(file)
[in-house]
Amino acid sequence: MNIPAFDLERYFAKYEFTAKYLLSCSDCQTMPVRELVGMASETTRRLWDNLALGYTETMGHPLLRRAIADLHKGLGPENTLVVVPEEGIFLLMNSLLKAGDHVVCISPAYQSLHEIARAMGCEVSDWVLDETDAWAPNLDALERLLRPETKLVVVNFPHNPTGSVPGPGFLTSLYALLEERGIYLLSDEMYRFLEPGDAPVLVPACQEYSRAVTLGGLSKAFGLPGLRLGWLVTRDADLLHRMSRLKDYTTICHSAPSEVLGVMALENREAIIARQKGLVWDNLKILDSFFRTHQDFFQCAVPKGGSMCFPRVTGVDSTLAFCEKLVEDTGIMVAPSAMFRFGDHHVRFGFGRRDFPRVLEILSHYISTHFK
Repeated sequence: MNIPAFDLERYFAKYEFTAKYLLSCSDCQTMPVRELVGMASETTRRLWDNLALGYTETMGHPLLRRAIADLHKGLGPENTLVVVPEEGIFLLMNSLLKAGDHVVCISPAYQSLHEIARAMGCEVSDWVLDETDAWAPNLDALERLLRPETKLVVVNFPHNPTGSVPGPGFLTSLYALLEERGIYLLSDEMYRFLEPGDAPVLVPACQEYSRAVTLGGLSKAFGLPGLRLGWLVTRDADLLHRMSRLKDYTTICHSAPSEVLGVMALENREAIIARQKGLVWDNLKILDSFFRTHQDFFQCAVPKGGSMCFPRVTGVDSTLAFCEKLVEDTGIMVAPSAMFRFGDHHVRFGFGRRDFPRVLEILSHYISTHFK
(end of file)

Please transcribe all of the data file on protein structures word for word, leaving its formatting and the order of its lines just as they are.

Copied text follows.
[in-house]
Amino acid sequence: MNIPAFDLERYFAKYEFTAKYLLSCSDCQTMPVRELVGMASETTRRLWDNLALGYTETMGHPLLRRAIADLHKGLGPENTLVVVPEEGIFLLMNSLLKAGDHVVCISPAYQSLHEIARAMGCEVSDWVLDETDAWAPNLDALERLLRPETKLVVVNFPHNPTGSVPGPGFLTSLYALLEERGIYLLSDEMYRFLEPGDAPVLVPACQEYSRAVTLGGLSKAFGLPGLRLGWLVTRDADLLHRMSRLKDYTTICHSAPSEVLGVMALENREAIIARQKGLVWDNLKILDSFFRTHQDFFQCAVPKGGSMCFPRVTGVDSTLAFCEKLVEDTGIMVAPSAMFRFGDHHVRFGFGRRDFPRVLEILSHYISTHFK
Repeated sequence: MNIPAFDLERYFAKYEFTAKYLLSCSDCQTMPVRELVGMASETTRRLWDNLALGYTETMGHPLLRRAIADLHKGLGPENTLVVVPEEGIFLLMNSLLKAGDHVVCISPAYQSLHEIARAMGCEVSDWVLDETDAWAPNLDALERLLRPETKLVVVNFPHNPTGSVPGPGFLTSLYALLEERGIYLLSDEMYRFLEPGDAPVLVPACQEYSRAVTLGGLSKAFGLPGLRLGWLVTRDADLLHRMSRLKDYTTICHSAPSEVLGVMALENREAIIARQKGLVWDNLKILDSFFRTHQDFFQCAVPKGGSMCFPRVTGVDSTLAFCEKLVEDTGIMVAPSAMFRFGDHHVRFGFGRRDFPRVLEILSHYISTHFK